All malas have 108 mala beads and a guru bead (the larger bead where the circle of mala beads joins together). Different traditions have different methods for dividing the beads into sections with the use of marker beads according to the way malas are used within those traditions.
(There are also half-malas with 54 mala beads and bracelet malas with 27 mala beads, but those are not the focus of this post.)
The four styles of mala beads are: 108-bead, Tibetan, Zen, and Mantra styles.
108 Bead Mala
The 108 bead mala style has no markers at all. It contains the 108 mala beads with no divisions into sections, the guru bead, and the tassel (or pendant substitute).
The types of beads used for the 108 mala beads may be all the same or may include different types of beads, but either way, the key feature of this style is that there are no marker beads or divisions into sections.
One example of this style of mala is my Beryl, morganite, aquamarine, and cracked agate hand knotted mala with a multi-color silk tassel.
The traditional Tibetan style of mala breaks the 108 mala beads into four equal sections of 27 beads each with three marker beads indicating those divisions.
Marker beads are usually a different size and type of bead to make them easy to identify by touch as much as by look, and may be flanked by spacer beads, bead caps, or other means to help them stand out. Within each section of 27 mala beads, the beads may all be the same or may vary.
One example of this style of mala is my Red creek jasper, rainbow obsidian, and rainbow sheen obsidian hand knotted mala in the Tibetan style with a silk tassel, which uses rainbow obsidian beads flanked with gold toned spacer as marker beads.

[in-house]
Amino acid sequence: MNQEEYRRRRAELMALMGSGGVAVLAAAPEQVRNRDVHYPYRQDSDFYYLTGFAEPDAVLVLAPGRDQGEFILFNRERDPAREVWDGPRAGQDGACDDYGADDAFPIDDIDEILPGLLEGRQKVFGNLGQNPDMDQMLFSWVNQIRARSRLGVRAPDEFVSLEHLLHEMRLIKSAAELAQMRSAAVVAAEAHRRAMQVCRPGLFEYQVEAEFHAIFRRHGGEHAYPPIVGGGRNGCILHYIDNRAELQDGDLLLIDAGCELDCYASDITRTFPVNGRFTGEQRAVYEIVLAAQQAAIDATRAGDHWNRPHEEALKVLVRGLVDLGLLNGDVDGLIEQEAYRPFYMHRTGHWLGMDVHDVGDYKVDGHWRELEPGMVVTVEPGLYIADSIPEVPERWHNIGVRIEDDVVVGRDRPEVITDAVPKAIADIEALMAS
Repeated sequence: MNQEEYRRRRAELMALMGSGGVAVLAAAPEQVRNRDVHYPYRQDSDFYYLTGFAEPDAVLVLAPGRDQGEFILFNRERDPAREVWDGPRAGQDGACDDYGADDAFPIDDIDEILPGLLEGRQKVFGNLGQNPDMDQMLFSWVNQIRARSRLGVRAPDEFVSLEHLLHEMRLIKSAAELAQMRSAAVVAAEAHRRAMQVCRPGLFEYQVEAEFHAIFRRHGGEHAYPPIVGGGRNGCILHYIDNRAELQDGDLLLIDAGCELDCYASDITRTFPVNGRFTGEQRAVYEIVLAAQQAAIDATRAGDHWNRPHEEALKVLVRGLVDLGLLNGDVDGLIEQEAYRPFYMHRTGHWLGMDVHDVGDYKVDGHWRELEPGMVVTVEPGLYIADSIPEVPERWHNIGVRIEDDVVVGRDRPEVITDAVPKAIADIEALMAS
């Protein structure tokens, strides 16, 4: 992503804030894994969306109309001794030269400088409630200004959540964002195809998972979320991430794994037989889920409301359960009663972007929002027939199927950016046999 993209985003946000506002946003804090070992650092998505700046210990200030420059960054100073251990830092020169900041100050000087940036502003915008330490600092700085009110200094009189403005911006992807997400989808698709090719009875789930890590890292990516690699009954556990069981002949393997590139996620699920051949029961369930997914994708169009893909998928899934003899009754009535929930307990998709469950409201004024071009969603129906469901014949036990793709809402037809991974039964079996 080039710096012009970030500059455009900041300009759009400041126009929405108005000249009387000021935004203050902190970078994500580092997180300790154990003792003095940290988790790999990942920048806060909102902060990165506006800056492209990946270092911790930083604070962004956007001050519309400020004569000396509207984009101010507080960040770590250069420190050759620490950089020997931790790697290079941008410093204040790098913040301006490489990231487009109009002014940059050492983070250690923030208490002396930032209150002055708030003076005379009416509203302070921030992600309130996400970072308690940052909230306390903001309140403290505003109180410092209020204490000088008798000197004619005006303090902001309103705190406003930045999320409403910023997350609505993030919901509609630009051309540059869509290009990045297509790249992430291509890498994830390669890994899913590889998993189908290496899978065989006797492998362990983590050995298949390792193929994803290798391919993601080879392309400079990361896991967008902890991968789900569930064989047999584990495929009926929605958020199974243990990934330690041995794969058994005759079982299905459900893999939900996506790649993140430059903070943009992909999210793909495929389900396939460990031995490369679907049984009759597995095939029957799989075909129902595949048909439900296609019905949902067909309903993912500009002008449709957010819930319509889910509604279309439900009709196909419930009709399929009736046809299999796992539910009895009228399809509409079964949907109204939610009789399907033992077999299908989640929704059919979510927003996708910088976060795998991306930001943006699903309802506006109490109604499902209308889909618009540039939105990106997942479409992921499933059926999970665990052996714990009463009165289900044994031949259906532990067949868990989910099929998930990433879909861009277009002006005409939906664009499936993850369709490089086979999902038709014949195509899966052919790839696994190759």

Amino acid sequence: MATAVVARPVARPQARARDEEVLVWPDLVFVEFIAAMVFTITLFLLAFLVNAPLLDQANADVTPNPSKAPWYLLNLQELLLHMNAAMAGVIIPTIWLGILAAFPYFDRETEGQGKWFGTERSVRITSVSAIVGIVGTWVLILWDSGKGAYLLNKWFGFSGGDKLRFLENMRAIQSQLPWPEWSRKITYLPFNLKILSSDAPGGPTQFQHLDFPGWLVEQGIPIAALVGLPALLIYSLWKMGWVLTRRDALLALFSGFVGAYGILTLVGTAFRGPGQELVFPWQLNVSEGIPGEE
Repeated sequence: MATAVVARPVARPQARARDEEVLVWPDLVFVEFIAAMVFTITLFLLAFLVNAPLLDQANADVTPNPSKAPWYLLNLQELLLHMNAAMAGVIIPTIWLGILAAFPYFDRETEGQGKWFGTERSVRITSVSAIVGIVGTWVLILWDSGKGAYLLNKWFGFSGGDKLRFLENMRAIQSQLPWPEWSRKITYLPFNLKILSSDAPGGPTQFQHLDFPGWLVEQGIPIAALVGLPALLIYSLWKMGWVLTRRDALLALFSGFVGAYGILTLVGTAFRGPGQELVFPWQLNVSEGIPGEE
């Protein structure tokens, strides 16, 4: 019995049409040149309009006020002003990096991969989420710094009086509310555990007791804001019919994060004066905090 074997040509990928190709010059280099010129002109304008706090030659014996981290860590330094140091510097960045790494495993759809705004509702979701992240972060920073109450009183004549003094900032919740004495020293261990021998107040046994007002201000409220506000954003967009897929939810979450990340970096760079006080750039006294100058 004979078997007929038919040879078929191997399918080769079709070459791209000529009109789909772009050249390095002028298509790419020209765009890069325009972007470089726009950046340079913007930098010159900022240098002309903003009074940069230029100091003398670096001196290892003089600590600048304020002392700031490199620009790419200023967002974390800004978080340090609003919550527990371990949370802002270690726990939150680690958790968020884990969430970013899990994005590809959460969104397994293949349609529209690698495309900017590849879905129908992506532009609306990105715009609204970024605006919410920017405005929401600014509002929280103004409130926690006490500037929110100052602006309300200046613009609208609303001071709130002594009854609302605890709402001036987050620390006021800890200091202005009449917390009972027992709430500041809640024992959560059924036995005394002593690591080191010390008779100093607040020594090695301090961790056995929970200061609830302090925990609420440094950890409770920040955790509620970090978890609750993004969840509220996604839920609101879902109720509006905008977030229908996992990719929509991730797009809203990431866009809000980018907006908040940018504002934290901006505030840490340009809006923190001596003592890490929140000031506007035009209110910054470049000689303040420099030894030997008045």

The Zen mala style breaks the 108 mala beads into a total of five sections containing 7, 14, 66, 41, and 7 beads respectively as you travel around the mala.
Each section is divided from the next by a marker bead. As mentioned above, these will typically stand out from the mala beads in some fashion. Within each section, the beads may remain the same or may vary. However using these divisions to make the beads in each section slightly different from the next section is a common design technique in this style that produces a lovely symmetrical look.
An example of this style of mala is my Rainbow and sandalwood Zen mala with a wood Buddha guru bead and black silk tassel, which uses faceted matte black onyx beads as marker beads and mala beads in varying stones and sandalwood.
The Mantra mala style breaks the 108 mala beads into four sections containing 21, 33, 21, and 33 beads respectively as you travel around the mala with each section divided from the next with a marker bead.
As with other styles, marker beads are generally easily distinguishable from the mala beads and the mala beads themselves may vary or stay the same within each section.
This is a style of mala that I do not currently offer as part of my standard inventory but would happily create as a custom design.
Choosing the right style for you can involve considering how you wish to use your mala, your design preferences, and the particular tradition (if any) that you adhere to.